Colour your home with care

The Northland Age - - Local News -

Colour is one of the most im­por­tant as­pects of the de­sign of any room. It can cre­ate a mood or evoke mem­o­ries of a far off, dis­tant place. Colours can even make you smile, re­lieve your stress and help you wan­der off into a good night’s sleep.

So how do we know which colours are best for each task? De­sign­ers are al­ways throw­ing around terms like warm colours and cool colours. Un­der­stand­ing what they mean will help you de­ter­mine what to look for when choos­ing colours for your de´ cor.

Warm colours are or­ange, red, yel­low and the like, and var­i­ous com­bi­na­tions. They tend to evoke thoughts of warm things, like sun­light and heat.

Warm colours look as though they come closer, or ad­vance (as do dark colours), which is why they’re of­ten used to make large rooms seem cosier. If you have a huge bed­room that you want to look more in­ti­mate, try paint­ing it a warm colour, such as ter­ra­cotta or brown.

Cool colours, typ­i­fied by blue, green and light pur­ple, can calm and soothe. Cool colours re­mind us of wa­ter and

sky, even ice and snow. And they re­cede, mak­ing them great for small rooms that you want to ap­pear larger.

If you have a tiny bed­room you want to en­large vis­ually, try a colour such as light blue.

Mean­while warm colours are as­so­ci­ated with height­ened emo­tions and pas­sion, as well as joy and play­ful­ness. Think of the vi­brance of a bright or­ange or the in­ten­sity of a deep, rich red. They can also be stim­u­lat­ing, mak­ing them a good choice for rooms that see a lot of ac­tiv­ity.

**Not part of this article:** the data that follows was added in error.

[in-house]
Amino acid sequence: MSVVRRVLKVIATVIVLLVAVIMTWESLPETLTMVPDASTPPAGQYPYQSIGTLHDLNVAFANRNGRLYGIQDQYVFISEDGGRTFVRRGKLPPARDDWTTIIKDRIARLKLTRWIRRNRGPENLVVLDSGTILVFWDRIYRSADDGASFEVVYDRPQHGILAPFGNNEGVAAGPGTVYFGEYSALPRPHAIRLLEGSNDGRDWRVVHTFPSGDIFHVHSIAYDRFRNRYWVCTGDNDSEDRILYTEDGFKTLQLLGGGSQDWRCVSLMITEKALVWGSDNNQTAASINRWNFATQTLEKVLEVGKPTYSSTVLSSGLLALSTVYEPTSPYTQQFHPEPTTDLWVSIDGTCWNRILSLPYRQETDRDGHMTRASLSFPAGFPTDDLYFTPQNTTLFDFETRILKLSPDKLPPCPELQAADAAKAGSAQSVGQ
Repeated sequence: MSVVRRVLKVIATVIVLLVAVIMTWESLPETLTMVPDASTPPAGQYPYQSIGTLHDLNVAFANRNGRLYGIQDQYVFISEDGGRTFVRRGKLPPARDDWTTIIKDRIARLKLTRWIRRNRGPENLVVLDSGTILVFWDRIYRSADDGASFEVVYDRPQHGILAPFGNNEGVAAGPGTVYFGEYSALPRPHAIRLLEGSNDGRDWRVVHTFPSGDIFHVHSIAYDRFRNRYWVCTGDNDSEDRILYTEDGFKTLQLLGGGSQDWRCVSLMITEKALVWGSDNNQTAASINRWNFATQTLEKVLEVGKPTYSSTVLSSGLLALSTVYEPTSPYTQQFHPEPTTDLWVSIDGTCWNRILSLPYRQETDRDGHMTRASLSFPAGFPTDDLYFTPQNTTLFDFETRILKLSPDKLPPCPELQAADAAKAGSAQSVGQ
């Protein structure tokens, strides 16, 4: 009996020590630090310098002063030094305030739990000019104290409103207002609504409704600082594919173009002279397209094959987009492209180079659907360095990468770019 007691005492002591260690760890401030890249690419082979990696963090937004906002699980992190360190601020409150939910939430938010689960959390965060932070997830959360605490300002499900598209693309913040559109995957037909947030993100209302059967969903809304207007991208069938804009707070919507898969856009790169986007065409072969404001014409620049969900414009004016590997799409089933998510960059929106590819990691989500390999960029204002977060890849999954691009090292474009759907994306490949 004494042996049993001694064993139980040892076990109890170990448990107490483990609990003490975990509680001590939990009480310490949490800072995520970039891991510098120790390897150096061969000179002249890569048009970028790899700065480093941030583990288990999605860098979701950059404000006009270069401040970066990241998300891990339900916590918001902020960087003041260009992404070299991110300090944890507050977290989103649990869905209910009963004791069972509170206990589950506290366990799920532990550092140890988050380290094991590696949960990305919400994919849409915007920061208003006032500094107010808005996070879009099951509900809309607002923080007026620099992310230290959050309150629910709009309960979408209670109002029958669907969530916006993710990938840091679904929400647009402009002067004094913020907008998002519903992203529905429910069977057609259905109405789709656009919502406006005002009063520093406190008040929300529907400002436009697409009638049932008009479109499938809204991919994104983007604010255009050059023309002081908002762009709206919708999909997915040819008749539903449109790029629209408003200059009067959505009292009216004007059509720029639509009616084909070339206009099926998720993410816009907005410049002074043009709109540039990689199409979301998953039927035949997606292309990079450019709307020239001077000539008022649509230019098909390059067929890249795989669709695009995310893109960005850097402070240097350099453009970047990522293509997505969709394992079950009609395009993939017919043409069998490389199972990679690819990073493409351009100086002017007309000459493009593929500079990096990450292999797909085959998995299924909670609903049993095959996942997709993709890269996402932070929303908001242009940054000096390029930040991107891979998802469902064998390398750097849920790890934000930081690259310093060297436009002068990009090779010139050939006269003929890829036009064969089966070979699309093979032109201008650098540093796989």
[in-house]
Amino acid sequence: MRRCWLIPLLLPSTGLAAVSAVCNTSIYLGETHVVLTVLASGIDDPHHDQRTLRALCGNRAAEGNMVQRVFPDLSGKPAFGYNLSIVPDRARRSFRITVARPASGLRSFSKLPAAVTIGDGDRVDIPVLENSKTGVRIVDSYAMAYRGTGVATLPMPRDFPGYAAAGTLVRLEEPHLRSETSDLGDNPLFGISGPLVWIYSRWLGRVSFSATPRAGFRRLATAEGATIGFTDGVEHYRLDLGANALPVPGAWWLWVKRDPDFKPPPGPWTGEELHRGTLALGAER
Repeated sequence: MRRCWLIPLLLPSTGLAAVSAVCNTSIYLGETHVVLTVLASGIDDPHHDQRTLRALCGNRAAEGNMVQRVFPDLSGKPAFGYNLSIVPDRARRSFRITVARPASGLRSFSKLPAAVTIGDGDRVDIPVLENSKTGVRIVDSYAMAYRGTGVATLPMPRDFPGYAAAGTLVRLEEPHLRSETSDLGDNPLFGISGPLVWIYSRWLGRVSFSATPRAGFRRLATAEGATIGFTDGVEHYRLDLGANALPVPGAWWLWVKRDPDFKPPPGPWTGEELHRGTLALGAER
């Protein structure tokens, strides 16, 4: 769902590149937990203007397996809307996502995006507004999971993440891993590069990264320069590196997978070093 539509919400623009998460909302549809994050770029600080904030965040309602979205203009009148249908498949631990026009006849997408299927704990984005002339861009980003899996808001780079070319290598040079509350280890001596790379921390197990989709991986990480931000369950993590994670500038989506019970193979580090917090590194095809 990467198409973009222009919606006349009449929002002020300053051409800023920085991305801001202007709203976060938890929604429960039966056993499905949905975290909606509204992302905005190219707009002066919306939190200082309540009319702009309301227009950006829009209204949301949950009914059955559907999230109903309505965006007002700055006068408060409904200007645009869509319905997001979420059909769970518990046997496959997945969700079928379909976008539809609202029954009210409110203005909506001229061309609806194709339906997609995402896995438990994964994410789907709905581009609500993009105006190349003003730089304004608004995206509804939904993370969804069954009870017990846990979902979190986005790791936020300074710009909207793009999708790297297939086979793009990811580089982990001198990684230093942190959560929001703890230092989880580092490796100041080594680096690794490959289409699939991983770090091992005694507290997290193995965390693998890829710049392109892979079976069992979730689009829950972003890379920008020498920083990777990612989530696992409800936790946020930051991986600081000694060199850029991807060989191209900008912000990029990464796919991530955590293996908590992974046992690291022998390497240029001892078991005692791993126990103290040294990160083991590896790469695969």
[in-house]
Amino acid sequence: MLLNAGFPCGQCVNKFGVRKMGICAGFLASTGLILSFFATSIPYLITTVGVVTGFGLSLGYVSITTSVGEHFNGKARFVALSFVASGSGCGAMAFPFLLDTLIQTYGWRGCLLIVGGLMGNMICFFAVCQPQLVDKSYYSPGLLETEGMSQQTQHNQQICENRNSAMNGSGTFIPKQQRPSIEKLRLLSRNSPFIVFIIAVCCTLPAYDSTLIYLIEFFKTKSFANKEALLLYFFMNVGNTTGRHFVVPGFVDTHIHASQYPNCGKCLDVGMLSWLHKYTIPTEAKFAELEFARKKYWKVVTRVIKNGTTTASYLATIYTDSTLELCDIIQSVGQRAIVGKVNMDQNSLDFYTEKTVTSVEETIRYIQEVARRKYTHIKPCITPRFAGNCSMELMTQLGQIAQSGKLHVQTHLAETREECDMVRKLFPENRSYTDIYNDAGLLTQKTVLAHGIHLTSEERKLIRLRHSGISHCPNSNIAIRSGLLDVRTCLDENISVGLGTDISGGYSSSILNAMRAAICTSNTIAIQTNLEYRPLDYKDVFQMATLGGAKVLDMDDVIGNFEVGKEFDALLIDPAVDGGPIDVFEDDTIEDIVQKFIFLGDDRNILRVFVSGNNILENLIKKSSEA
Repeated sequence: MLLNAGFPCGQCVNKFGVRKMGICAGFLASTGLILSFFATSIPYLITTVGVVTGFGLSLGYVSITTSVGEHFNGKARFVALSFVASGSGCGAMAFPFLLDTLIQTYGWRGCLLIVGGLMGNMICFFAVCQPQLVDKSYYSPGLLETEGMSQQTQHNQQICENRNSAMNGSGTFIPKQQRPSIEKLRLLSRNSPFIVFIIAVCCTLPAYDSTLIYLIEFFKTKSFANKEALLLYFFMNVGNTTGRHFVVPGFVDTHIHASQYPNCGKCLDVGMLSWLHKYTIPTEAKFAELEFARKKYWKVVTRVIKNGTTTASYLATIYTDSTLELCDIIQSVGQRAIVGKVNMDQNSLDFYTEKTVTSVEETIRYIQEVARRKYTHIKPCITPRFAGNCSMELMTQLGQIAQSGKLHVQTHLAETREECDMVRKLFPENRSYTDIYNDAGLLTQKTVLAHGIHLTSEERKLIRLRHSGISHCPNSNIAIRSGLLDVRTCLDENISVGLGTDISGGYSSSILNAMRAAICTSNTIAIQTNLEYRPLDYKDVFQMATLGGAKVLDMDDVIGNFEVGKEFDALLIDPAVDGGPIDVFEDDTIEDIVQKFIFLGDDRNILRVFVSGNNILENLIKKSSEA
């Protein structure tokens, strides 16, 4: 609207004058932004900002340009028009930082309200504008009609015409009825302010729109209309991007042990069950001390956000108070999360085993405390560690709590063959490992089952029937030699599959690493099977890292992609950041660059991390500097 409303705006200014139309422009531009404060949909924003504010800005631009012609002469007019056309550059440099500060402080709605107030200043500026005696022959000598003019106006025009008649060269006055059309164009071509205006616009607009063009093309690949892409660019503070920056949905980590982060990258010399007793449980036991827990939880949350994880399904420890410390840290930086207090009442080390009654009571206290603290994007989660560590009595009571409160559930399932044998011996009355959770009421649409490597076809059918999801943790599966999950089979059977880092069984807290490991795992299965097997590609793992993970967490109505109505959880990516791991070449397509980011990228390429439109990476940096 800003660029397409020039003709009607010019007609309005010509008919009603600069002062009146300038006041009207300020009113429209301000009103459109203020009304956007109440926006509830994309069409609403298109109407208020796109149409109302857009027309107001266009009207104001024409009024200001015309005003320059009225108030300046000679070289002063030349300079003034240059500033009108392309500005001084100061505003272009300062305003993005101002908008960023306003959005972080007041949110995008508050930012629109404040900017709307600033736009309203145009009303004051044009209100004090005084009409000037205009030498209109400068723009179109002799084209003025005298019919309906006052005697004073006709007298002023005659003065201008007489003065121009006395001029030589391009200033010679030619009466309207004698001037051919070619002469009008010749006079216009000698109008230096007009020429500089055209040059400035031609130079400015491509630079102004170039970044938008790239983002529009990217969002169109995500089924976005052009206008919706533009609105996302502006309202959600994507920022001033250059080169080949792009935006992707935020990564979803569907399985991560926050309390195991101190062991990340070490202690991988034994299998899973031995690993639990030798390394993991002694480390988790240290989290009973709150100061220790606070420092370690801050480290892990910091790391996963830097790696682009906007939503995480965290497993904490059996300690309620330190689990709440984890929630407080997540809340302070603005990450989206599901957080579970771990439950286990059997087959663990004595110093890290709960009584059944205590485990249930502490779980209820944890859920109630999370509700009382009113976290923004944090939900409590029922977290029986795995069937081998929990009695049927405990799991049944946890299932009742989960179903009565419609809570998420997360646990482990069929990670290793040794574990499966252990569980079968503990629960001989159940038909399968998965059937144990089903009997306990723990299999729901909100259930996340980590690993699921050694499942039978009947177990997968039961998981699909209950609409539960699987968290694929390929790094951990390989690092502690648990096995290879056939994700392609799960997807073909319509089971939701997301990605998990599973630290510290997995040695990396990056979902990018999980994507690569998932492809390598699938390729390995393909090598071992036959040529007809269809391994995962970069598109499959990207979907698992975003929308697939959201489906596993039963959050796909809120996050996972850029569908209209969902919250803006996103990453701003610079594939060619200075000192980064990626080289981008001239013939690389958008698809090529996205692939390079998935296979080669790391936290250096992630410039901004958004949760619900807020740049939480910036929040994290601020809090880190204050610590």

Cool colours make you feel calm, re­laxed and re­freshed. Their re­ced­ing ef­fect can even make you med­i­ta­tive, as though you are los­ing your­self in an end­less blue sky. That’s why cool hues are nat­u­ral for bed­rooms and baths, places where we go to un­wind and re­lax.

Can colour make you feel warmer or cooler? It cer­tainly can, just like it can make a room ap­pear brighter or darker. If you live in a cli­mate that’s hot most of the year, you might pre­fer a dec­o­rat­ing scheme that’s dom­i­nated by cool colours. Like­wise, if you want to feel warmer in your home or spe­cific space, warm colours can help.

The ef­fect that colour has on vis­i­ble light may be even more im­por­tant than tem­per­a­ture. How­ever, per­ceived bright­ness has more to do with the light­ness of colour than whether it’s warm or cool. Lighter colours re­flect more light than darker and deeper colours.

If you want to brighten a space that’s short on the sun or ar­ti­fi­cial light, choose light-re­flect­ing colours. To tone down a room that gets a lot of light, or to add con­trast to the bright­ness, look to dark colours, warm or cool.

An im­por­tant thing to re­mem­ber when deal­ing with warm and cool colours is that no room should have just one. If you want your room to be cosy, use warm colours for the dom­i­nant scheme and add a few el­e­ments that in­cor­po­rate cool colours (and vice versa). As with all el­e­ments of dec­o­rat­ing, it’s im­por­tant to have some bal­ance and con­trast.

When choos­ing colours for your home de´ cor projects, it’s im­por­tant to think about the mood you want to cre­ate and whether you want it to feel light and airy or cosy and in­ti­mate. Know­ing the dif­fer­ence be­tween warm and cool colours is the first step.

Cool colours can trans­form a room.

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